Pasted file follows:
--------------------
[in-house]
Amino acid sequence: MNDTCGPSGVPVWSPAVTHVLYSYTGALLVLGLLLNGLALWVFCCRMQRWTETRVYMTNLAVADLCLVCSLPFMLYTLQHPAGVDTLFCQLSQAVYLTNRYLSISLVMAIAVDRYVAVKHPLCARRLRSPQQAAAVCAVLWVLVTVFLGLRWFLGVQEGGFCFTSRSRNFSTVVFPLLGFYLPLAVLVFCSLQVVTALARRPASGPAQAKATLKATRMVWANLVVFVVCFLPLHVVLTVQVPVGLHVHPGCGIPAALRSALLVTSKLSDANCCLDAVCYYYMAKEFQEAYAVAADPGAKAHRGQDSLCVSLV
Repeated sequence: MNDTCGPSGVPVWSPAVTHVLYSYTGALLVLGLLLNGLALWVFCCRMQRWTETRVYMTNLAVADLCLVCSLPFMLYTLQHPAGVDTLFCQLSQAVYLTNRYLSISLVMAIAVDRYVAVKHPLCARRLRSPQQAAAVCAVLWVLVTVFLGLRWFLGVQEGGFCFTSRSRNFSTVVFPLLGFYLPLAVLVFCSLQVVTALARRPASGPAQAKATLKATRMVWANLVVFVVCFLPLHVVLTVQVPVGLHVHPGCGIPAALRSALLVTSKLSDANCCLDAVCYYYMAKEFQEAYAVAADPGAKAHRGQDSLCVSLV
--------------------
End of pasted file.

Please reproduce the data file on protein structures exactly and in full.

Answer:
[in-house]
Amino acid sequence: MNDTCGPSGVPVWSPAVTHVLYSYTGALLVLGLLLNGLALWVFCCRMQRWTETRVYMTNLAVADLCLVCSLPFMLYTLQHPAGVDTLFCQLSQAVYLTNRYLSISLVMAIAVDRYVAVKHPLCARRLRSPQQAAAVCAVLWVLVTVFLGLRWFLGVQEGGFCFTSRSRNFSTVVFPLLGFYLPLAVLVFCSLQVVTALARRPASGPAQAKATLKATRMVWANLVVFVVCFLPLHVVLTVQVPVGLHVHPGCGIPAALRSALLVTSKLSDANCCLDAVCYYYMAKEFQEAYAVAADPGAKAHRGQDSLCVSLV
Repeated sequence: MNDTCGPSGVPVWSPAVTHVLYSYTGALLVLGLLLNGLALWVFCCRMQRWTETRVYMTNLAVADLCLVCSLPFMLYTLQHPAGVDTLFCQLSQAVYLTNRYLSISLVMAIAVDRYVAVKHPLCARRLRSPQQAAAVCAVLWVLVTVFLGLRWFLGVQEGGFCFTSRSRNFSTVVFPLLGFYLPLAVLVFCSLQVVTALARRPASGPAQAKATLKATRMVWANLVVFVVCFLPLHVVLTVQVPVGLHVHPGCGIPAALRSALLVTSKLSDANCCLDAVCYYYMAKEFQEAYAVAADPGAKAHRGQDSLCVSLV